Unfortunately, sometimes we are faced with a situation where not intervening means the person we are supporting could significantly harm themselves or someone else. In these instances – when we truly believe we can achieve a better, safer outcome by using restraint – it is crucial that we are trained in the safest possible methods of intervention.
The CALM Physical Intervention Course will prepare you to safely and humanely react to crisis situations where restrictive physical intervention is the last resort to prevent serious harm.
Practitioners will learn to use a range of non-restrictive and restrictive physical interventions proportionately, compassionately, and in ways that maximise psychological and physical safety.
Practitioners’ competence is assessed at the end of this course either by an independent verifier or by the course Instructor. All successful candidates receive a certificate of competency in the relevant skills.
This course can be certificated by BILD ACT as being compliant with the Restraint Reduction Network (RRN) Standards (2020).
Certification is for 12 months from the date of assessment.
Please note, CALM only teaches physical skills in specific contexts and situations subject to training needs analysis. Risk assessments and behavioural audits must be engaged in to ascertain not only whether there is a legitimate need for physical skills training but also importantly WHICH techniques should be taught. To assist with skill acquisition, retention and ultimately safety, techniques must be limited and must be chosen to meet current operational risks only. Only staff exposed to risks directly, and/or those with the responsibility to intervene, should receive training in physical skills, as should their managers. ALL staff MUST have undertaken the CALM Core Theory course PRIOR to undertaking CALM Physical skills training.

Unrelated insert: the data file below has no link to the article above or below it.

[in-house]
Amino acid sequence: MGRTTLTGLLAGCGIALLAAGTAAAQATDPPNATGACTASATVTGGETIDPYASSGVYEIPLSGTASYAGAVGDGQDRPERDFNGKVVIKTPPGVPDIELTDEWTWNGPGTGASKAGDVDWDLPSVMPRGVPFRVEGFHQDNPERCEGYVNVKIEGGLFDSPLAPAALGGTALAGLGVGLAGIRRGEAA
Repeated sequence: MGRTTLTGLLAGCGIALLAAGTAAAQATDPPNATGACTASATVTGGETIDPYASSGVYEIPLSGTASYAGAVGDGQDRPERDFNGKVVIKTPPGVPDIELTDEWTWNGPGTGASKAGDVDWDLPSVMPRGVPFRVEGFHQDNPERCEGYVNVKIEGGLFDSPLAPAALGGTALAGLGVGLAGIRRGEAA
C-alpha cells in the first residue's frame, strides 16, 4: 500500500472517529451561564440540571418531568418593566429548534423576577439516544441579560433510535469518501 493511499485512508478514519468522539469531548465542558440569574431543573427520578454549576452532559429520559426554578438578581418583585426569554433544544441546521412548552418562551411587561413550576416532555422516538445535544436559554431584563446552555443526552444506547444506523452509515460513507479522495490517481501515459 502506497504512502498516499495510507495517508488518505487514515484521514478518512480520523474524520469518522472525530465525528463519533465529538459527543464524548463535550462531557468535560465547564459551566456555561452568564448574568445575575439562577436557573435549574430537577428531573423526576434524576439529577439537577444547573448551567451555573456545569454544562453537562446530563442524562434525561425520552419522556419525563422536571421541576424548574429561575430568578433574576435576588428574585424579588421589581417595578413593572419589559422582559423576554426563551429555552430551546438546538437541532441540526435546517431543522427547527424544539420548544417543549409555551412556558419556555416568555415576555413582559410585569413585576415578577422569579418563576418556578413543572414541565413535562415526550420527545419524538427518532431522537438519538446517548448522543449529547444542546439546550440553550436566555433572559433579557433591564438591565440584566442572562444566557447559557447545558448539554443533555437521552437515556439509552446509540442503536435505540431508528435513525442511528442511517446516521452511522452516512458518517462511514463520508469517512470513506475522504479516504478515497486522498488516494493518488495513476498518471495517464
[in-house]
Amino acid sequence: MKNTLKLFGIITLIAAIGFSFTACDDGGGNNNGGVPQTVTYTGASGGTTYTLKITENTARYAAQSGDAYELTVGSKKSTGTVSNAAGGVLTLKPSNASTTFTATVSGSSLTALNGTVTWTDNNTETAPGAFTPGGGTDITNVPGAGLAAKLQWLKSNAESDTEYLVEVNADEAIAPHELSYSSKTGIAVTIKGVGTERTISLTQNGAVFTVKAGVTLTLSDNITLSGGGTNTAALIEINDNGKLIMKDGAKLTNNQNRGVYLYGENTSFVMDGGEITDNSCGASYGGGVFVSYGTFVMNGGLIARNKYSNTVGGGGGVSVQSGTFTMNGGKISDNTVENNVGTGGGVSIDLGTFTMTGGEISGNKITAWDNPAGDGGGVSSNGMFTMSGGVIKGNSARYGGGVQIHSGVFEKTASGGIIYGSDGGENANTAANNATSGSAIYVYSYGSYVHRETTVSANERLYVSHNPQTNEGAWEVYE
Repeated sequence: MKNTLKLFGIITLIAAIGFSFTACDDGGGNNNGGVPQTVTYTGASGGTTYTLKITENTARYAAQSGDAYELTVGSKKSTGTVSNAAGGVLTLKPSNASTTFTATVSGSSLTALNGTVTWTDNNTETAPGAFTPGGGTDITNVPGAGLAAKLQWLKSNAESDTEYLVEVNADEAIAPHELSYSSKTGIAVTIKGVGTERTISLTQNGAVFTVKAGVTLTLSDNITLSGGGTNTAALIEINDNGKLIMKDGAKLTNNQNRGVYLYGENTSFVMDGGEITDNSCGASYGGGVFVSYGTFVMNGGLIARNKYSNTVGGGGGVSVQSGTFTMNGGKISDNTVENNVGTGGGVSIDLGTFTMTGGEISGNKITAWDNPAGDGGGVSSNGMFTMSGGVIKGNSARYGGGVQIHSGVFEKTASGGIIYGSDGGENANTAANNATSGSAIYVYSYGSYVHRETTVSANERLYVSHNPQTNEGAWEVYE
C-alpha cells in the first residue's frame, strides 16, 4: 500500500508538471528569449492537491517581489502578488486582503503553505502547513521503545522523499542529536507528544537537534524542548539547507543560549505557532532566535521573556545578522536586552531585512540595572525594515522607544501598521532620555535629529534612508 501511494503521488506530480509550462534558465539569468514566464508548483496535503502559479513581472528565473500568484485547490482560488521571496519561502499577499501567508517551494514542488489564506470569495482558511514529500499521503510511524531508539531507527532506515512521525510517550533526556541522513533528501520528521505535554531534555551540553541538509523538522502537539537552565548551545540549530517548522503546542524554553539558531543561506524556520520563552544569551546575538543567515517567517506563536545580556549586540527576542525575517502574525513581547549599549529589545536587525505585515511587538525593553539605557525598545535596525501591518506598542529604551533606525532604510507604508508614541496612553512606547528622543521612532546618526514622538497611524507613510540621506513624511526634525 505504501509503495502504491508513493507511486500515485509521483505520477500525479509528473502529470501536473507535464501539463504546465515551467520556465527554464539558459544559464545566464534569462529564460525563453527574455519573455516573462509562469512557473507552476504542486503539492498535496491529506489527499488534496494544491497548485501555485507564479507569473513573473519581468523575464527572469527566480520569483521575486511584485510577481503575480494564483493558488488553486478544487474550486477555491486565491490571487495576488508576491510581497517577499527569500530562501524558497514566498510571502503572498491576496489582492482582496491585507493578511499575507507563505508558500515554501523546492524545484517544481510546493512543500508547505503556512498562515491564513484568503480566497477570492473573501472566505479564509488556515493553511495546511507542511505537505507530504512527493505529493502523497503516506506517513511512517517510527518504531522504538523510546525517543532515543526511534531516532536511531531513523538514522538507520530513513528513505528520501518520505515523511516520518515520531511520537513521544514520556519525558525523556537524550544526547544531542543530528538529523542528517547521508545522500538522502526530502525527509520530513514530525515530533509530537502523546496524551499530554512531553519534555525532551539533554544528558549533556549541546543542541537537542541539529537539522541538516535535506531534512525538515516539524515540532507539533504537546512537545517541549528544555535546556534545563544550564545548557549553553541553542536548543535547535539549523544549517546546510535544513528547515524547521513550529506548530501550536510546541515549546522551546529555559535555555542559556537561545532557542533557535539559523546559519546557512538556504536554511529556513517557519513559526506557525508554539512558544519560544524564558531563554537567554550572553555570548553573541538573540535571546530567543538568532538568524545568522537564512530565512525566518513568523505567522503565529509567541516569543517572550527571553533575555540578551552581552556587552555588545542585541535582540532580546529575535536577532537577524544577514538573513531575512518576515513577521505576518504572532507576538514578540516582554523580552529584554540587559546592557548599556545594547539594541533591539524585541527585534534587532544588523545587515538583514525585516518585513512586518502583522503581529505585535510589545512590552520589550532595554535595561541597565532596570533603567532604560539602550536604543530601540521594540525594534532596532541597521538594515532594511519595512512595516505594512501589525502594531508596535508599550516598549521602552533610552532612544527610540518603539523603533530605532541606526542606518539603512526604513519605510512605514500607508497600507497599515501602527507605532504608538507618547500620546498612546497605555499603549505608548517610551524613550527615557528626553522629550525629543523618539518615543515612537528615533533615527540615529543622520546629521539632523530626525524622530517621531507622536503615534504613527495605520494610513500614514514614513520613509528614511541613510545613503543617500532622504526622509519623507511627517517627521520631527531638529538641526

We believe: there is always a reason for the distress which presents as challenging behaviour; that skilled support and planning is the key to humanely working with such distress; and that restrictive physical interventions should only ever be used as a last resort.
CALM’s approach is always to reduce the use of restrictive techniques, placing emphasis on primary prevention and strategic approaches to restraint reduction.
How to undertake CALM’S unique non-restrictive/restrictive physical intervention techniques proven to pose the lowest risk of injury
How to undertake a dynamic incident risk assessment
What the relevant legislative guidance and policy frameworks mean for your practice, decision making and accountability
Why restrictive interventions must always be the last resort
The principles of restraint safety and their implications
How to apply the principles of restrain reduction to your practice setting